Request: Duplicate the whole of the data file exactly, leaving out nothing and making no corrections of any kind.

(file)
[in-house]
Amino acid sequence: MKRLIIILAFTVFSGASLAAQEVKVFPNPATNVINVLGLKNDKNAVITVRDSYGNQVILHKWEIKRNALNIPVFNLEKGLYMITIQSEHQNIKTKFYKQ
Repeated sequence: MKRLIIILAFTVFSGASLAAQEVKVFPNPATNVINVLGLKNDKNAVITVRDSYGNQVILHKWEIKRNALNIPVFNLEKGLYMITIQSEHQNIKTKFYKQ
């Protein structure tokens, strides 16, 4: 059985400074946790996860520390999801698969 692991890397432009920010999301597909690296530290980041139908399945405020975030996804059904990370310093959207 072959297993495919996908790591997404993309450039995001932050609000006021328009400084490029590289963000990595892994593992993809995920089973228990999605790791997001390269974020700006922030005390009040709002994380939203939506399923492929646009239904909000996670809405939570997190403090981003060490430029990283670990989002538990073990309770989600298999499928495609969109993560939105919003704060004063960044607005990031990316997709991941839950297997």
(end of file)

[in-house]
Amino acid sequence: MKRLIIILAFTVFSGASLAAQEVKVFPNPATNVINVLGLKNDKNAVITVRDSYGNQVILHKWEIKRNALNIPVFNLEKGLYMITIQSEHQNIKTKFYKQ
Repeated sequence: MKRLIIILAFTVFSGASLAAQEVKVFPNPATNVINVLGLKNDKNAVITVRDSYGNQVILHKWEIKRNALNIPVFNLEKGLYMITIQSEHQNIKTKFYKQ
């Protein structure tokens, strides 16, 4: 059985400074946790996860520390999801698969 692991890397432009920010999301597909690296530290980041139908399945405020975030996804059904990370310093959207 072959297993495919996908790591997404993309450039995001932050609000006021328009400084490029590289963000990595892994593992993809995920089973228990999605790791997001390269974020700006922030005390009040709002994380939203939506399923492929646009239904909000996670809405939570997190403090981003060490430029990283670990989002538990073990309770989600298999499928495609969109993560939105919003704060004063960044607005990031990316997709991941839950297997």